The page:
Titanium tetrachloride
Spacefill model of titanium tetrachloride
IUPAC name
Titanium(IV) chloride
Other names
Titanium tetrachloride
3D model (JSmol)
ECHA InfoCard 100.028.584 Edit this at Wikidata
EC Number
  • 231-441-9
MeSH Titanium+tetrachloride
RTECS number
  • XR1925000
UN number 1838
  • InChI=1S/4ClH.Ti/h4*1H;/q;;;;+4/p-4 checkY
  • InChI=1/4ClH.Ti/h4*1H;/q;;;;+4/p-4/rCl4Ti/c1-5(2,3)4
  • Cl[Ti](Cl)(Cl)Cl
Molar mass 189.679 g/mol
Appearance Colourless liquid
Odor penetrating acid odor
Density 1.726 g/cm3
Melting point −24.1 °C (−11.4 °F; 249.1 K)
Boiling point 136.4 °C (277.5 °F; 409.5 K)
reacts (exothermic hydrolysis)[1]
Solubility soluble in dichloromethane,[2] toluene,[3] pentane[4]
Vapor pressure 1.3 kPa (20 °C)
−54.0·10−6 cm3/mol
1.61 (10.5 °C)
Viscosity 827 μPa s
0 D
355 J·mol−1·K−1[5]
−763 kJ·mol−1[5]
Occupational safety and health (OHS/OSH):
Main hazards
Toxic, corrosive, reacts with water to release HCl
GHS labelling:
GHS05: CorrosiveGHS06: ToxicGHS07: Exclamation mark
H314, H317, H330, H335, H370, H372
P280, P301+P330+P331, P304+P340, P305+P351+P338, P308+P310
NFPA 704 (fire diamond)
NFPA 704 four-colored diamondHealth 3: Short exposure could cause serious temporary or residual injury. E.g. chlorine gasFlammability 0: Will not burn. E.g. waterInstability 2: Undergoes violent chemical change at elevated temperatures and pressures, reacts violently with water, or may form explosive mixtures with water. E.g. white phosphorusSpecial hazard W: Reacts with water in an unusual or dangerous manner. E.g. sodium, sulfuric acid
Safety data sheet (SDS) MSDS
Related compounds
Other anions
Titanium(IV) bromide
Titanium(IV) fluoride
Titanium(IV) iodide
Other cations
Hafnium(IV) chloride
Zirconium(IV) chloride
Related compounds
Titanium(II) chloride
Titanium(III) chloride
Except where otherwise noted, data are given for materials in their standard state (at 25 °C [77 °F], 100 kPa).
checkY verify (what is checkY☒N ?)
clear crystals under a clear liquid at the bottom of a glass flask
Crystals of frozen titanium tetrachloride melting into the liquid

Titanium tetrachloride is the inorganic compound with the formula TiCl4. It is an important intermediate in the production of titanium metal and the pigment titanium dioxide. TiCl4 is a volatile liquid. Upon contact with humid air, it forms thick clouds of titanium dioxide (TiO2) and hydrochloric acid, a reaction that was formerly exploited for use in smoke machines. It is sometimes referred to as "tickle" or "tickle 4", as a phonetic representation of the symbols of its molecular formula (TiCl4).[7][8]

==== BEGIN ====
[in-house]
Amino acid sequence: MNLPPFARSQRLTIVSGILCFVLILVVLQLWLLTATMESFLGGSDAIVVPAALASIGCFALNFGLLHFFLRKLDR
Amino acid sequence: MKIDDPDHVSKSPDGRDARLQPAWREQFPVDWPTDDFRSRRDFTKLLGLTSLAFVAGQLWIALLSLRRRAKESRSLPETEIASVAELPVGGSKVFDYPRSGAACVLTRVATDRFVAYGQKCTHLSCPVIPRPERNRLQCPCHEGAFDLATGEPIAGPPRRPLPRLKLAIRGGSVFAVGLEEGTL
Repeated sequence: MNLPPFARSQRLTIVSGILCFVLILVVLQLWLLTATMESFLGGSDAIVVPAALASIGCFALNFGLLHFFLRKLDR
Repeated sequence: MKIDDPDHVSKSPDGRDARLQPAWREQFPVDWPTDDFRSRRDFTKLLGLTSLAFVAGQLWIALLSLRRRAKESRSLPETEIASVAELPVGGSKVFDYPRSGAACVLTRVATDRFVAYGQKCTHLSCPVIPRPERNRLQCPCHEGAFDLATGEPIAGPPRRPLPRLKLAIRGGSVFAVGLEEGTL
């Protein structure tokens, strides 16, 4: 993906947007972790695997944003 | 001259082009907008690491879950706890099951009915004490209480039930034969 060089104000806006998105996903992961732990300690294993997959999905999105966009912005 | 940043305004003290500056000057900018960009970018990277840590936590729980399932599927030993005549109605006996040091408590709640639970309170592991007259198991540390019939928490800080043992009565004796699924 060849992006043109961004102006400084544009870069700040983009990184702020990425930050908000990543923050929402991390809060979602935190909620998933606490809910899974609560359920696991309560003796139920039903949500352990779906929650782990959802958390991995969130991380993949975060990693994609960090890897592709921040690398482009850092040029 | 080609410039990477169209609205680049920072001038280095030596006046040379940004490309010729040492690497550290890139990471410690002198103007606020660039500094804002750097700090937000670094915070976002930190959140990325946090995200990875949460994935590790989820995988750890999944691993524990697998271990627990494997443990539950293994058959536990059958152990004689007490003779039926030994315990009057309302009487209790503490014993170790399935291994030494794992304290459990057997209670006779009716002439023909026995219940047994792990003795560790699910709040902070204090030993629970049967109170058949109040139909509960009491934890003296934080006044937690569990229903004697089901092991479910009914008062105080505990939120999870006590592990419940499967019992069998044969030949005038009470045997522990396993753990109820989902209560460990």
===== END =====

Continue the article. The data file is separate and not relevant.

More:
Properties and structure

TiCl4 is a dense, colourless liquid, although crude samples may be yellow or even red-brown. It is one of the rare transition metal halides that is a liquid at room temperature, VCl4 being another example. This property reflects the fact that molecules of TiCl4 weakly self-associate. Most metal chlorides are polymers, wherein the chloride atoms bridge between the metals. Its melting point is similar to that of CCl4.[9][10]

Ti4+ has a "closed" electronic shell, with the same number of electrons as the noble gas argon. The tetrahedral structure for TiCl4 is consistent with its description as a d0 metal center (Ti4+) surrounded by four identical ligands. This configuration leads to highly symmetrical structures, hence the tetrahedral shape of the molecule. TiCl4 adopts similar structures to TiBr4 and TiI4; the three compounds share many similarities. TiCl4 and TiBr4 react to give mixed halides TiCl4−xBrx, where x = 0, 1, 2, 3, 4. Magnetic resonance measurements also indicate that halide exchange is also rapid between TiCl4 and VCl4.[11]

TiCl4 is soluble in toluene and chlorocarbons. Certain arenes form complexes of the type [(C6R6)TiCl3]+.[12] TiCl4 reacts exothermically with donor solvents such as THF to give hexacoordinated adducts.[13] Bulkier ligands (L) give pentacoordinated adducts TiCl4L.


TiCl4 is produced by the chloride process, which involves the reduction of titanium oxide ores, typically ilmenite (FeTiO3), with carbon under flowing chlorine at 900 °C. Impurities are removed by distillation.[10]

2 FeTiO3 + 7 Cl2 + 6 C → 2 TiCl4 + 2 FeCl3 + 6 CO

The coproduction of FeCl3 is undesirable, which has motivated the development of alternative technologies. Instead of directly using ilmenite, "rutile slag" is used. This material, an impure form of TiO2, is derived from ilmenite by removal of iron, either using carbon reduction or extraction with sulfuric acid. Crude TiCl4 contains a variety of other volatile halides, including vanadyl chloride (VOCl3), silicon tetrachloride (SiCl4), and tin tetrachloride (SnCl4), which must be separated.[10]


Production of titanium metal

The world's supply of titanium metal, about 250,000 tons per year, is made from TiCl4. The conversion involves the reduction of the tetrachloride with magnesium metal. This procedure is known as the Kroll process:[14]